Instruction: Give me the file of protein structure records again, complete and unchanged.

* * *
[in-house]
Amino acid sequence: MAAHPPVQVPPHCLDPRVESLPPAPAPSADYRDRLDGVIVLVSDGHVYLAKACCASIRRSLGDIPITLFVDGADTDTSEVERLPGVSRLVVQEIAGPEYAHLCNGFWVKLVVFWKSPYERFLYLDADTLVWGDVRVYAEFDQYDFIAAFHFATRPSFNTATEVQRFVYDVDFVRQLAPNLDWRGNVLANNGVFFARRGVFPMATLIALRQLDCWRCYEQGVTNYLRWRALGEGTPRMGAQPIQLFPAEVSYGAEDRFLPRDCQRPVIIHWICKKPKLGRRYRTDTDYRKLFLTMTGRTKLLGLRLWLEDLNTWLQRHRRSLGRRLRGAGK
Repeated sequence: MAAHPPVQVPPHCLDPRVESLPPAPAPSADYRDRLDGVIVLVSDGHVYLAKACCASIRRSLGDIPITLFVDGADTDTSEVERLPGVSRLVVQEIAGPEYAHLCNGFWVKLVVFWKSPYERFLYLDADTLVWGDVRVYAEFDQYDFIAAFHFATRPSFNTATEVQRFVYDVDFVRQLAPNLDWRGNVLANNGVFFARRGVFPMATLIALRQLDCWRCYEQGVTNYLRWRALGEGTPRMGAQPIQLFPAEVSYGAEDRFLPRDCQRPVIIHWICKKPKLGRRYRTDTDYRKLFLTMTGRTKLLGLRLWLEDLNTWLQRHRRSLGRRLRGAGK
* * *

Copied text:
[in-house]
Amino acid sequence: MAAHPPVQVPPHCLDPRVESLPPAPAPSADYRDRLDGVIVLVSDGHVYLAKACCASIRRSLGDIPITLFVDGADTDTSEVERLPGVSRLVVQEIAGPEYAHLCNGFWVKLVVFWKSPYERFLYLDADTLVWGDVRVYAEFDQYDFIAAFHFATRPSFNTATEVQRFVYDVDFVRQLAPNLDWRGNVLANNGVFFARRGVFPMATLIALRQLDCWRCYEQGVTNYLRWRALGEGTPRMGAQPIQLFPAEVSYGAEDRFLPRDCQRPVIIHWICKKPKLGRRYRTDTDYRKLFLTMTGRTKLLGLRLWLEDLNTWLQRHRRSLGRRLRGAGK
Repeated sequence: MAAHPPVQVPPHCLDPRVESLPPAPAPSADYRDRLDGVIVLVSDGHVYLAKACCASIRRSLGDIPITLFVDGADTDTSEVERLPGVSRLVVQEIAGPEYAHLCNGFWVKLVVFWKSPYERFLYLDADTLVWGDVRVYAEFDQYDFIAAFHFATRPSFNTATEVQRFVYDVDFVRQLAPNLDWRGNVLANNGVFFARRGVFPMATLIALRQLDCWRCYEQGVTNYLRWRALGEGTPRMGAQPIQLFPAEVSYGAEDRFLPRDCQRPVIIHWICKKPKLGRRYRTDTDYRKLFLTMTGRTKLLGLRLWLEDLNTWLQRHRRSLGRRLRGAGK